I've seen Word do that to document files as well. I don't know why they suddenly become huge, because the text in them hasn't changed, but they do. I'm guessing that's one of the ways Word can corrupt files.
KayTi's solution is also what I've had to do in such cases.
For my short stories and flash (is that a collective noun?) I always print a copy of what I've submitted. Sometimes things change. So, I like to keep a paper copy of each version sent out. That's one of my redundant backups. The other is a flash drive.
Posts: 72 | Registered: Apr 2008
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I suspect Word files become huge because it's trading speed for memory, a common software engineering technique.
Programs can either go fast and consume memory, or use memory efficiently but run slowly--because they have to spend time "housekeeping", indexing and filing things efficiently in memory.
Suppose you have a file of 10,000 characters and you insert some text after the 1000th character. It's got to shift 9000 characters down a space to make room for the new one, then again for the next character you type and so on. That moving stuff around takes time, not much, but enough to annoy someone typing quickly.
It's quicker in terms of machine time to insert the new characters at the end of the file, and make a note to itself that after the 1000th character, the new stuff at the end comes next, then the 1001th character. That way it avoids spending time shuffling thousands of characters down a space every time you type a new one.
After several insertions, a file looks like several little "chains" of characters, with notes to itself about where they start and stop, and what order they should be in.
When you delete characters 5000 through 6000, it doesn't actually delete the text, because again it would take time to shuffle the remaining characters into the right places. Instead, it makes a note to itself that characters 5000 through 6000 should be ignored. The file doesn't shrink because they're still there.
And so it goes on, making ever more notes to itself about where chains of text are in the file, and what order they're in, never deleting anything, for the sake of speed. Sounds daft with modern computer speeds, but it's doing a lot of other things as well, like checking spelling, updating the displays of font, size and character format, etc--as well as figuring out what the fonts look like and doing proportional spacing.
Eventually, when the file gets too large, it just gets hopelessly confused with all the little chains of text and the notes it's made to itself.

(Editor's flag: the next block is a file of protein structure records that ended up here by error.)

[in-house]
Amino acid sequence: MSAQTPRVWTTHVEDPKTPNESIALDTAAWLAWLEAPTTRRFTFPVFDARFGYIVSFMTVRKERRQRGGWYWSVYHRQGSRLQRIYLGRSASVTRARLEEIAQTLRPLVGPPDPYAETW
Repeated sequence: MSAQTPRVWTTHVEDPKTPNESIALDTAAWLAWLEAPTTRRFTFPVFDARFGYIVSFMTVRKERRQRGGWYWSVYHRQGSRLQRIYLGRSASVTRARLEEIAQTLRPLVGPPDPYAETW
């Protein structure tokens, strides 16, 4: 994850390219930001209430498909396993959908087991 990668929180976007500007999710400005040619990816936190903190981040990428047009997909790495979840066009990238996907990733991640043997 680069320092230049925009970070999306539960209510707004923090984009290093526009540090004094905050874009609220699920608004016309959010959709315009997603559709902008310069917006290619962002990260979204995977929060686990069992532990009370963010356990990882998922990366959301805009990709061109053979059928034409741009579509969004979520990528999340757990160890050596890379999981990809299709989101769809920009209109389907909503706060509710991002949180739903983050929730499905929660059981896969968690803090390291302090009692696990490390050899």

When you save it as text under a different file name it takes the opportunity to unscramble everything, delete the deleted text and save all the characters in the correct order. That's why it suddenly shrinks back to normal.
At least, I think that's what's going on. That's how we used to program such beasts in the old days.
No, I doubt it. The trade-off between speed and memory consumption is one the software designer makes when she writes the program. I imagine it works the same way regardless of file size.
There are probably programs that can make the trade themselves, but I doubt that Word is one of them--could be wrong, mind... In fact, as I write this, I realise there are some techniques it could use that would enable it to reduce file size as a background activity (something it does when it realises you're not typing) so now I'm wondering why it doesn't do that... Another mystery of the PC world.
Thanks for that explanation, Pat, and for this in particular (emphasis mine):
quote:The trade-off between speed and memory consumption is one the software designer makes when she writes the program.
Appreciate the shout-out to non-male programmers.
I heard recently that MS released something useful about the file formats (binary file formats for MS Office.) I read about it on Joel Spolsky's blog - http://www.joelonsoftware.com/items/2008/02/19.html , which I love because it makes techtalk interesting/readable for me (a lite-non-male-non-programmer but tech geek.) Anyway - it might be interesting to you and any others who are geeked out by binary file formats (all fourteen of you. LOL)
The very last bullet in the article noted above should be required reading for every writer here who uses Word. The salient point is that "... Everything that Word can do can be expressed in RTF,..."
Posts: 2710 | Registered: Jul 2004
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Wow, Word really, really sucks. I just uploaded my WIP from word perfect into word and it displays it all fine, but it is very slow (this could be the fault of the computer, but I don't think so), and it shows double mice. Like it has double vision or something. It's sluggish, non-responsive, and I hate it. I'm going to try open office... and man I'm desperate.
Posts: 2195 | Registered: Aug 2006